Hemifacial Trigeminal Pain Referred from Occipital Neuralgia Due to Compression of the Greater Occipital Nerve by the Occipital Artery

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Although pathologic vascular contact between the occipital artery and the greater occipital nerve (GON) at the crossing point in the nuchal subcutaneous layer can cause occipital neuralgia, referred hemifacial trigeminal pain from chronic occipital neuralgia owing to this cause is extremely rare.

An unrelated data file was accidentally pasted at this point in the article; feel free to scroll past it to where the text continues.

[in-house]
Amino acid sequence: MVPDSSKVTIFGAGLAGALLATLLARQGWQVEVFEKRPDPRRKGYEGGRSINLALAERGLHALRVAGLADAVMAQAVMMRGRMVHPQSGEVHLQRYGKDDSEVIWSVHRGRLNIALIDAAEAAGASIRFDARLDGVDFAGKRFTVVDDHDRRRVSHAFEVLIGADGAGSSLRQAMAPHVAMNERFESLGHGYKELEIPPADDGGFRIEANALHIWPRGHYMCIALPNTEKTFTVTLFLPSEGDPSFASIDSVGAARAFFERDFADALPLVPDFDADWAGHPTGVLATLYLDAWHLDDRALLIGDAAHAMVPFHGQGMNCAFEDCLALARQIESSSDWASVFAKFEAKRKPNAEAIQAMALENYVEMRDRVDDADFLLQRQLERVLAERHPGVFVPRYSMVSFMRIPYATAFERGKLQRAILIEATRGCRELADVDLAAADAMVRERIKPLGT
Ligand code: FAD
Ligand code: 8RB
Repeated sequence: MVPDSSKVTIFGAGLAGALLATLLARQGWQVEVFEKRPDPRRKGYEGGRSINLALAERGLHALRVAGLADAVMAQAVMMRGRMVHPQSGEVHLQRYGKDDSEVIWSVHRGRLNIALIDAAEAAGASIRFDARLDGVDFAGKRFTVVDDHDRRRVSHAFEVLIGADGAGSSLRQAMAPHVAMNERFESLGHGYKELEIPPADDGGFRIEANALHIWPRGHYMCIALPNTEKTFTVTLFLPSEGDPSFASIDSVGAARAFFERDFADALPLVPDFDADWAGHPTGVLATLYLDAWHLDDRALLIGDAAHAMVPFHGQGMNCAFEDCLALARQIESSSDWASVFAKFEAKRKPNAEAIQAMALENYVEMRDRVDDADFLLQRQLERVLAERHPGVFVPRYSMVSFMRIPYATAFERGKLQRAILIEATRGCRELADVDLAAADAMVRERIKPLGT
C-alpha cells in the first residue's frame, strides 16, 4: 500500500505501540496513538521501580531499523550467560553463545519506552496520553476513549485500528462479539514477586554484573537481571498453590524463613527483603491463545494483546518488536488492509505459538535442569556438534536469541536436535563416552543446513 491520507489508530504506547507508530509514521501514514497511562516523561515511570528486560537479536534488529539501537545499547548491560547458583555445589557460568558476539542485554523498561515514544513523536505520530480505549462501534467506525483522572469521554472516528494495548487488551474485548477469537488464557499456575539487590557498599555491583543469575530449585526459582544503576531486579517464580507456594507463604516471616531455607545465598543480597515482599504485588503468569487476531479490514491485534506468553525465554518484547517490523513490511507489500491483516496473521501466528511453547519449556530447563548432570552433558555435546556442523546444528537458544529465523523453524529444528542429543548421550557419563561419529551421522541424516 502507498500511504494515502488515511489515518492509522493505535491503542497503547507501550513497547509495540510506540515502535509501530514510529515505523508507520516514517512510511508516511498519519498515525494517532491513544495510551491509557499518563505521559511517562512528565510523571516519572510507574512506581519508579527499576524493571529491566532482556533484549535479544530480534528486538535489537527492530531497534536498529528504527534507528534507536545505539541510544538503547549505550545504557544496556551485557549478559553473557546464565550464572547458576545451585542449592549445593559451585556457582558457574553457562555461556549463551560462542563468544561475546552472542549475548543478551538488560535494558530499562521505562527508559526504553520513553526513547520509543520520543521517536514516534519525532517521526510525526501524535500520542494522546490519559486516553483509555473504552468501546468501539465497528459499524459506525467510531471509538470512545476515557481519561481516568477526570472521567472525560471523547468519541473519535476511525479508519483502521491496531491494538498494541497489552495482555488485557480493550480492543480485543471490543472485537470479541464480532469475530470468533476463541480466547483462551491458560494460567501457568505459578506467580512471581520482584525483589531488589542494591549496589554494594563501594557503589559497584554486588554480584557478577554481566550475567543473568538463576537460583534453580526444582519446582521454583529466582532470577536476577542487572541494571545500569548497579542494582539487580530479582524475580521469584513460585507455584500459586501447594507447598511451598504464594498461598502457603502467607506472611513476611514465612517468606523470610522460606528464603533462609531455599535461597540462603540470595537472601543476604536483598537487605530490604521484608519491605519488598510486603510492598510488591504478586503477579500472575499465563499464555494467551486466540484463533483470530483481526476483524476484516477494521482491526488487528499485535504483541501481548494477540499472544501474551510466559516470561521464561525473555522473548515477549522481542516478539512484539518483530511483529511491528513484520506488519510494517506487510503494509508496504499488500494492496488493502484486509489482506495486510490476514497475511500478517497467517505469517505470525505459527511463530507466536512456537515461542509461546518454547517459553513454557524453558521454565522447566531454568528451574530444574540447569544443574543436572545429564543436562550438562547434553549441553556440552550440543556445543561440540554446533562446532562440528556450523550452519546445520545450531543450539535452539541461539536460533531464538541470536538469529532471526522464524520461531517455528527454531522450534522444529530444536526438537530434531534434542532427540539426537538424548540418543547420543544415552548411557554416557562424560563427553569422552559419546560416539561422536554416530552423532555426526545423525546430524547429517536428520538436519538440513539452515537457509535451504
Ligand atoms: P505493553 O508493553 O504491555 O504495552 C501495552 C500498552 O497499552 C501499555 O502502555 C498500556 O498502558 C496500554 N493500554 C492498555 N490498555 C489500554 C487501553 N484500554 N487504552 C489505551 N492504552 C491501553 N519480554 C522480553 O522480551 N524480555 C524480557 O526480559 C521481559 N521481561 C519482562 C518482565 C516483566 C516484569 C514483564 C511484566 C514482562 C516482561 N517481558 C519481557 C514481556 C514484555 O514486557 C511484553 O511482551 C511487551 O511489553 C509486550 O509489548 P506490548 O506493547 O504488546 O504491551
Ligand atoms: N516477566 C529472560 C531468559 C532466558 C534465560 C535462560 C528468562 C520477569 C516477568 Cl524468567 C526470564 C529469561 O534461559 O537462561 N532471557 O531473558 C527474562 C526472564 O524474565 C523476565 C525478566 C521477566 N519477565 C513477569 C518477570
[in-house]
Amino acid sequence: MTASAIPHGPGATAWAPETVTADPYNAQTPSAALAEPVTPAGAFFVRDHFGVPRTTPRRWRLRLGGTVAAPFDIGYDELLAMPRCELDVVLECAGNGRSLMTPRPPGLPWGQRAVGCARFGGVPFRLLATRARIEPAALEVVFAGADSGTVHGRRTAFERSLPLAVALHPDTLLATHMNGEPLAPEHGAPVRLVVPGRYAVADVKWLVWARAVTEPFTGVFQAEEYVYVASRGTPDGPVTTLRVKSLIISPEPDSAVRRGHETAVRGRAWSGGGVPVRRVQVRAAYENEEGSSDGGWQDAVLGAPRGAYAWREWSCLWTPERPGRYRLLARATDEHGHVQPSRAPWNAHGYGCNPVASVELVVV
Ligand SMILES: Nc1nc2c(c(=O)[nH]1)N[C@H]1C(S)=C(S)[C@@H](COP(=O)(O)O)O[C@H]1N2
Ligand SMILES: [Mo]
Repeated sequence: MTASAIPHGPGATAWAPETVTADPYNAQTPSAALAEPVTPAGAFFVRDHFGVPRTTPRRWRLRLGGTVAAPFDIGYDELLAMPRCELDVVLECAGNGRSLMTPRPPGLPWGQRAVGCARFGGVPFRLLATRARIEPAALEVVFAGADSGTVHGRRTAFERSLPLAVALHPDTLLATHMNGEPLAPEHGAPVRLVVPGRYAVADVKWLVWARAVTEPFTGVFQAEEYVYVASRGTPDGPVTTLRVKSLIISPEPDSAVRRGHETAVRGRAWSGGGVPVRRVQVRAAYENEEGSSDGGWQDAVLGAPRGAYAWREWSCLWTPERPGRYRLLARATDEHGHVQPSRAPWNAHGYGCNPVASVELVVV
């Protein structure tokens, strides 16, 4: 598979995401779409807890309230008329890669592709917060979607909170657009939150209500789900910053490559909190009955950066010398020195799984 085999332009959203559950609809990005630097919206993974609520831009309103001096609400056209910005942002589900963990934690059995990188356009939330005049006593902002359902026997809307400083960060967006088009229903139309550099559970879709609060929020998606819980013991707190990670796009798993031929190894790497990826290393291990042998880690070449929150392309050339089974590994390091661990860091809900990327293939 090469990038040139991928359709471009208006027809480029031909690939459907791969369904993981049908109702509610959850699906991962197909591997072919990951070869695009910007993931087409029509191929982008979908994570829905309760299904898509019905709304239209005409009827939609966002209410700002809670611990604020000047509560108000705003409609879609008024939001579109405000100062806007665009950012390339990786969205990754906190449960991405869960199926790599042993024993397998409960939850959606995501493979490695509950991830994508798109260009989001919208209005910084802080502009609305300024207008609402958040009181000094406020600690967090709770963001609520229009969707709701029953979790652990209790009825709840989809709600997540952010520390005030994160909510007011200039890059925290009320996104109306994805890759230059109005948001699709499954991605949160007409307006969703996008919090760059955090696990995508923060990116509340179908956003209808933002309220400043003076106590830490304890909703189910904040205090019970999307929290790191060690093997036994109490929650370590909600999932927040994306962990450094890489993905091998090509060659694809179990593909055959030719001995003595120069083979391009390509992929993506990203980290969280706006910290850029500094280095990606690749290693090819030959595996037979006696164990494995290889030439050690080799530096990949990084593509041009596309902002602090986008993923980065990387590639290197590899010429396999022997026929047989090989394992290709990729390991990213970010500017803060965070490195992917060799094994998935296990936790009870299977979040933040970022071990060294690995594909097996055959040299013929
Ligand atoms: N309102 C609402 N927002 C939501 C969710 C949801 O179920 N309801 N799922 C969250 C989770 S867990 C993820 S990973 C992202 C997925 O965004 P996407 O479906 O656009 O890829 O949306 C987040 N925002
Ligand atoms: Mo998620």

A 61-year-old female patient with left-sided occipital neuralgia for 4 years presented with a new onset of left-sided hemifacial pain. Decompression of the left GON from pathologic contacts with the occipital artery resulted in immediate relief for hemifacial pain and chronic occipital neuralgia. The present case implies that sensitization and hyperactivity of the trigeminocervical complex that receives the convergent input from trigeminal and high cervical occipital nociceptive pathways can be a pathogenic mechanism in referred hemifacial pain from occipital neuralgia. In the present case, a branching tributary of the occipital artery at the crossing point forming a constricting loop above the course of the GON was found to be the cause of entrapment. Because the occipital artery is reported to be consistently located superficial to the GON at the crossing point, a spatial relationship between the occipital artery and the GON rather than a mere adhesion or contact might have pathologic significance in the development of occipital neuralgia.

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